The Tanzanian plan for a public surveillance squad and police round-up of gay Tanzanians ran into strong opposition today, even as reports circulated that arrests are already under way. Opposing the plan, Fatma Karume, president of Tanzania’s bar association, expressed her support for the right of homosexuals to have equal treatment before the law.
She noted that Tanzania has a law against sodomy; it is not a law against being a homosexual.
Karume is the daughter of former Zanzibar President Amani Abeid Karume. She is president of the Tanganyika Law Society, the national bar association that has been in existence since 1954, when the country was the part of the British Empire known as Tanganyika.
She wrote on Twitter:
I support everyone’s right to live in peace and that includes homosexuals, bisexuals, heterosexuals, asexuals. What people do sexually amongst consenting adults is their business!
Meanwhile, Paul Makonda, the governor of Tanzania’s largest city, Dar-es-Salaam, outlined plans for adopting a police-state technique — surveillance of personal communications — and anal testing of suspects with the goal of creating “a non-gay city.”
Contrary to actual Tanzanian law, Makonda alleges that homosexuality (not just homosexual activity) is a crime.
“In Dar es Salaam, homosexuality is not a human right; homosexuality is a criminal offence,” he said.
In a press conference on Oct. 31, he declared that any nation supporting the human rights of homosexuals should give asylum to Tanzania’s homosexuals. He said (in Swahili, translated here into English):
“If you really see gays, … take them and live with them in your country. Because they are able to come to you and say, ‘We are rejected in Tanzania’ or ‘We are rejected in Dar es Salaam.’ So take them and let them stay with you. But in our region we do not need gays.”
Makonda on Oct. 29 urged citizens to call him with the names of homosexuals living in Dar es Salaam. He said that his anti-gay “ad hoc team” will “get their hands on them next Monday [Nov. 5].” According to some reports, police have already begun arresting LGBT Tanzanians who have been prominent on social media. Local observers predicted in online commentaries that Makonda’s appeal will be abused by citizens who report straight people they dislike.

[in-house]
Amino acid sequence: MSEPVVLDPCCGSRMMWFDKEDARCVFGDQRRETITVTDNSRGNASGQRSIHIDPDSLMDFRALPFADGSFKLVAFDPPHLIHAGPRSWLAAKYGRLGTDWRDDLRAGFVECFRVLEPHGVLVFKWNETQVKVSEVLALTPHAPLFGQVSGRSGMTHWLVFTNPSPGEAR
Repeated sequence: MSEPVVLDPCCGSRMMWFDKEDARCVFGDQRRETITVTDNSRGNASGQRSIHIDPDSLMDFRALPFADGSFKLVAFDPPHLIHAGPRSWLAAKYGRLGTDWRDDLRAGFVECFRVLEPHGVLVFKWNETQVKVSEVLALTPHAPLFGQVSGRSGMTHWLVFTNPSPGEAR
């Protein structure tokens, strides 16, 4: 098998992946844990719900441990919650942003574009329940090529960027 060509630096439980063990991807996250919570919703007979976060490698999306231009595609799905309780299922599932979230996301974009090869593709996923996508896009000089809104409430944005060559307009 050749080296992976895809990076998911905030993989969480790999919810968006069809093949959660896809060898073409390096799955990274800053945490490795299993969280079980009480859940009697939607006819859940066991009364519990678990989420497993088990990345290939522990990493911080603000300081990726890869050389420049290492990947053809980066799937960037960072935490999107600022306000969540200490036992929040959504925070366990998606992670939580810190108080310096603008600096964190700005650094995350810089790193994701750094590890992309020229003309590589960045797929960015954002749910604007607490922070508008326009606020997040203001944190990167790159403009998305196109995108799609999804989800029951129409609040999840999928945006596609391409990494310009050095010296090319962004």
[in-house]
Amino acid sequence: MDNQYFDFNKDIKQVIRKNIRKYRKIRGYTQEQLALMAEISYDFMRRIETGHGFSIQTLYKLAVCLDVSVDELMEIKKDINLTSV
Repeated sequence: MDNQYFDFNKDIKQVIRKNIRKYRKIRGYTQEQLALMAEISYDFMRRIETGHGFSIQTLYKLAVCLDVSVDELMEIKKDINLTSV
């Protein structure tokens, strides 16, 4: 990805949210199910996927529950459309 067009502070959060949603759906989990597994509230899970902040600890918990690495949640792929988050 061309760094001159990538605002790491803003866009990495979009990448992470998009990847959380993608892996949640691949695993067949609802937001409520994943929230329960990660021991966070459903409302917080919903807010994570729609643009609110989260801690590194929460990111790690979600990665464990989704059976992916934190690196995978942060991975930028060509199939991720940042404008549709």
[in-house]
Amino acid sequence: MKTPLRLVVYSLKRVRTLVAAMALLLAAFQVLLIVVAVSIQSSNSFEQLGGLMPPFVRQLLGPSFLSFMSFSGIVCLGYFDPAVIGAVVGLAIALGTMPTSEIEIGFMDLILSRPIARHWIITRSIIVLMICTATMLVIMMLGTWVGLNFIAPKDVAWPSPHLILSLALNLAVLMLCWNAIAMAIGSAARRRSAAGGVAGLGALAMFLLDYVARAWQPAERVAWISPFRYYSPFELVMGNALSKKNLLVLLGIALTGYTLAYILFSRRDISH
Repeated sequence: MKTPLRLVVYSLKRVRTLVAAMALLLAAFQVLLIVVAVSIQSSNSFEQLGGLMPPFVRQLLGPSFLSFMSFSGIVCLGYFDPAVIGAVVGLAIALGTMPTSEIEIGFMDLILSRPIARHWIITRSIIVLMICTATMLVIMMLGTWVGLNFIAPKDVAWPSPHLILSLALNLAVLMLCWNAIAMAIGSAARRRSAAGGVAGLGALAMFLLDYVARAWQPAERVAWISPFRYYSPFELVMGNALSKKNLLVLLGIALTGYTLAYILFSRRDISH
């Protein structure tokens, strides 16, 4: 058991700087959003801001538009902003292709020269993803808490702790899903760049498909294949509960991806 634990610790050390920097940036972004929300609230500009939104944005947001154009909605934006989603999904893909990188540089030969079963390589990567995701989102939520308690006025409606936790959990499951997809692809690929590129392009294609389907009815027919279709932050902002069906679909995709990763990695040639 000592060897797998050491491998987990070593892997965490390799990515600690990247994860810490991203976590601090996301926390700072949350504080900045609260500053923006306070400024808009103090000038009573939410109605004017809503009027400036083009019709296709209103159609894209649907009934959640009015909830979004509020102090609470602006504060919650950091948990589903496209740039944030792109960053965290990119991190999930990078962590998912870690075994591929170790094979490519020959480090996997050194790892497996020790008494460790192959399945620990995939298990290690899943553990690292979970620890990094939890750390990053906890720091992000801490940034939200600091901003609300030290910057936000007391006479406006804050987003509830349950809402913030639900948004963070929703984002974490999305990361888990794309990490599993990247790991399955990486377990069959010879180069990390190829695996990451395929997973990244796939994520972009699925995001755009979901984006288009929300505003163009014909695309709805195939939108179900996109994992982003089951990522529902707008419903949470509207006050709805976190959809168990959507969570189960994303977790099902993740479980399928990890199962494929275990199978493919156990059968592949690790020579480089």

To lead the crackdown, Makonda announced that he has established a 17-person team including police officers, doctors, psychologists, members of the film board and officials from the Tanzania Communications Regulatory Authority.
When suspected gay people are found by his team, Makonda said they will be subjected to medical tests to assess whether they are gay. [Editor’s note: Anal exams are notorious for being both abusive and worthless in determining a person’s sexual behavior. They have been outlawed recently in Kenya and abandoned as an investigatory technique in Tunisia.]
Communications experts will monitor citizens’ communications, he said. He warned the public to delete any sexually explicit photos from their mobile phones before the search begins on Nov. 5.
An apparent trigger for Makonda’s anti-gay campaign was the online leak of an explicit heterosexual video showing Tanzanian celebrity singer and socialite Amber Rutty having anal sex with two men. Like homosexual intimacy, that sex act is a crime in Tanzania, so Rutty could face a prison sentence of 30 years to life if she is charged and convicted.
Amid Makonda’s preparations for the anti-gay round-up, Karume at the bar association came to the defense of LGBT people’s rights. She tweeted today:
“I support everyone’s right to equality before the law and that includes homosexuals.”
In response to a Twitter user who predicted that homosexuals will be “extinguished” because the world doesn’t need them, Karuma wrote:
Homosexuals will never be extinguished unless EVIL people like you commit genocide. They existed before you were even thought of and they will continue to exist long after you have left this earth.
She challenged critics to focus on human rights rather than on specific types of sexual activity:
How many times do I have to say this: I support the right of homosexuals to have equal treatment before the law. You on the other hand are focussed on sex and the different ways of having sex. … Get your mind out of the gutter.
Tanzanian LGBTQ rights activist Geofrey Mashala, who is currently in the United States working on a video about the persecution of LGBTQ Tanzanians, urged sexual minorities in Tanzania to go into hiding:
“My advice to all LGBT people, especially those one who are LGBT activists, … is to seek a safe place and go there as soon as they can. Their safety must be prioritized. Anything bad can happen in any moment.
“Also they should make sure they’re documenting everything that is going on now so they can use all that as a source of lobbying and advocating for their rights for now and the future.”
Mashala also has advice for LGBT rights supporters in the West:
They should accept and help any Tanzanians who seek refuge. They should also use international platforms like ACHPR (the African Commission for Human and Peoples’ Rights), the African Union and all U.N. agencies that deal with human rights, to put pressure against all these human rights violations that are happening in Tanzania. Make them know that a human being is a human being regardless their sexual identities or orientation. They all deserve dignity and all basic human rights. Being gay doesn’t take the humanity off of someone.